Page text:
Teacher’s Aide Foils Kidnapping of 11-Year-Old Girl Near School

“Teacher’s Aide Foils Kidnapping of 11-Year-Old Girl Near School” originally appeared on Yahoo Parenting and was reprinted with permission.

Image Source: ABC 7 News
Image Source: ABC 7 News

Walking to school, an 11-year-old girl was snatched off the street in a shocking alleged kidnapping attempt that a teacher’s aide boldly ended as quickly as it began.

The girl, who was strolling en route to Sutter Elementary School in Antioch, Calif., was reportedly lured by 51-year-old Santiago Salazar to the passenger-side door of his car on Friday around 7:30 a.m. Police report that the man then grabbed her by the wrist and pulled her into his vehicle.

Yet when Sandra Ferguson, a teacher’s aide at Sutter Elementary (shown in the photo above), spotted her former student sitting in the front seat of the car, the educator immediately noticed something was wrong because the girl looked scared. Ferguson told ABC 7 News that she then drove up close to the car to investigate.

“I said, ‘Sweetheart, is that your dad?’ She said, ‘No he’s a friend.’ I said, ‘No, he’s not your friend,’” Ferguson recalled. “I put my car in front of his and blocked him in. I told her, ‘You get out of that truck right now!’”

An 11-year-old girl was nearly kidnapped walking to school in Antioch, Calif. on this street Friday. | Image Source: ABC 7 News
An 11-year-old girl was nearly kidnapped walking to school in Antioch, Calif. on this street Friday. | Image Source: ABC 7 News

Ferguson called police, who arrested Salazar on the spot and charged him with suspicion of kidnapping.

“It was kind of like a superwoman power thing,” Ferguson said of the incident. “I can’t believe [I] did that.”

But many, including Sutter Elementary School principal Debra Harrington, are grateful that she did. “She was a guardian angel,” Harrington told ABC 7 News. “[She prevented] something terrible from happening.”

It doesn’t take superhero skills to prevent such scary situations from becoming tragedies, though. Michelle Boykins, senior director of communications at the National Crime Prevention Council, tells Yahoo Parenting there are three easy ways to update those old “stranger danger” warnings and teach kids today how to protect themselves anytime, anywhere.

Talk through scenarios starting when children are young.

“’Stranger danger’ is a misnomer because more often than not, kids are abducted by people that they know in some way, be it a neighbor or someone that they’ve seen in and around school,” says Boykins. “So instead we want to teach kids about the different scenarios that could be dangerous.”

Kids, she explains, can be easily lured to someone who says, “Can you help me find my lost puppy?” because “they want to be helpful and believe someone who makes it look like he or she is really scared.”

The ideas parents really want to hammer home as early as they can are: Don’t get too close to cars, there’s safety in numbers so walk places with other friends, and that it’s OK to say no to an adult who is asking you to do something that your gut says isn’t right.

“Parents should seize every opportunity for what we call, ‘teachable moments,’” says Boykins. “At the park, you say, ‘What would you do if someone came up to you and asked you to go with them to help them do something? And if they say, ‘I’m mommy’s friend and she told me to come get you?’ You actually walk through different safety scenarios with them.”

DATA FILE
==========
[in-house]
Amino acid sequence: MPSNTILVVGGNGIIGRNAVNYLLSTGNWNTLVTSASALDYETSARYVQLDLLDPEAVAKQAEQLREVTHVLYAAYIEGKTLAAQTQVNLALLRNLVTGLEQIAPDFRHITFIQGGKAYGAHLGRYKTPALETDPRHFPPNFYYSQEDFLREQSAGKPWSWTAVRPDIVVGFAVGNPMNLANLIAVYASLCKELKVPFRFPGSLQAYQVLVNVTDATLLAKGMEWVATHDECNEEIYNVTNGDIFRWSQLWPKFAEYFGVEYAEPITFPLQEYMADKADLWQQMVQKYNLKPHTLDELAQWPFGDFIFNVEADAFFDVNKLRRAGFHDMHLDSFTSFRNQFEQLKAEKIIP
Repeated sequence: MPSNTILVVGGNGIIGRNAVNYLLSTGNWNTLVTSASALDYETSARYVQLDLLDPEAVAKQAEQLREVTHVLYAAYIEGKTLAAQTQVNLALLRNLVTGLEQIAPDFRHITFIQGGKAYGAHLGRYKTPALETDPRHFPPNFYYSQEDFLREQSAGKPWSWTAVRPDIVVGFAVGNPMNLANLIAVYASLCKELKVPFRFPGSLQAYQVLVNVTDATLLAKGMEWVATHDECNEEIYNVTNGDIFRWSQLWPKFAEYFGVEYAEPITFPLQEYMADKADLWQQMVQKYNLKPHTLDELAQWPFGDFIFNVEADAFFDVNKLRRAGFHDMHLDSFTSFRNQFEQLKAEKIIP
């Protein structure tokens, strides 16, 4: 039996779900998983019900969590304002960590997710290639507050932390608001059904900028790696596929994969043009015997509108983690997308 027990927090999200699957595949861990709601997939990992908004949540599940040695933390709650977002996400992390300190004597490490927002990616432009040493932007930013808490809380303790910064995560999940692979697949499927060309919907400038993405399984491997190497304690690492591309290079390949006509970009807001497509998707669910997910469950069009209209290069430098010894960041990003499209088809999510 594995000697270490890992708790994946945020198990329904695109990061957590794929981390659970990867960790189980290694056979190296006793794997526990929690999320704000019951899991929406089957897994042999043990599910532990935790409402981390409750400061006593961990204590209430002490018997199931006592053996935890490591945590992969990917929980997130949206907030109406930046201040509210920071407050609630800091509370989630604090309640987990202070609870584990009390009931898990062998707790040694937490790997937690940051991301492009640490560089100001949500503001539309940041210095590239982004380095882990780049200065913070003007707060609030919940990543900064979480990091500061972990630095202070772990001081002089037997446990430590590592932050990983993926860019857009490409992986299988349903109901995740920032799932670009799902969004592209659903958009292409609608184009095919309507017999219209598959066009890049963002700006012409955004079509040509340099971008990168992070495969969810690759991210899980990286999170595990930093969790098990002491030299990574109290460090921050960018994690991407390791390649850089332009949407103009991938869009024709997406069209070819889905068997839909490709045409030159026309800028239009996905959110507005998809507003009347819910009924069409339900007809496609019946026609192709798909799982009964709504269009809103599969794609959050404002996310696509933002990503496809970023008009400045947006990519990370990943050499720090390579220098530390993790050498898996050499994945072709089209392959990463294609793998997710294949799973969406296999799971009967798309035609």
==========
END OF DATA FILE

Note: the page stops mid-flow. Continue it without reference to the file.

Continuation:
Parents, after all, teach kids bike safety and how to correctly cross the street. “This is just one more thing that you can educate them on to help them grow into a well-adjusted, safe adult.”

Create, and use, a code word.

Beginning at school age, pick a special “code word” that everyone in the family can use if there is an instance when mom, dad, or a caregiver can’t pick up the child for some reason so that he or she knows they can go somewhere with someone else, advises Boykins.

“That’s the age when they might be invited for play dates at park or at a friends’ house — and those are the moments in which you want them to situationally aware,” she explains. “You don’t want to scare children and make them think that everyone out there is dangerous and bad but you need them to know that not everyone has their best interests at heart, even if they look like they do.”

With a code word, kids know for sure if they can travel with someone. “And they learn that if someone doesn’t have it, and tries to take them somewhere,” she continues, “they need to start yelling and screaming out that someone is trying to harm them so they can get help.”

Test older kids on their safety smarts.

“Some parents go so far as enlisting their adult friends to show teachable moments in action and actually approach their child to see what happens if a person without the code word tries to lure the kid somewhere,” says Boykins. “Often parents say, ‘My kids would never do that,” but put to the test the mothers and fathers find out that their kids would go off with someone.”

The expert advises waiting until at least fifth grade before conducting such an experiment but notes that it’s important to try — then talk about it with kids afterward.

“Around fifth grade is when kids are starting to go off bike riding with friends and you can’t always see what’s happening in their world and how they react to things,” she explains. “You want to spend more time talking with them about safety at this point so that if a situation arises they’ll remember the steps you’ve talked about and they’ll know what to do.”

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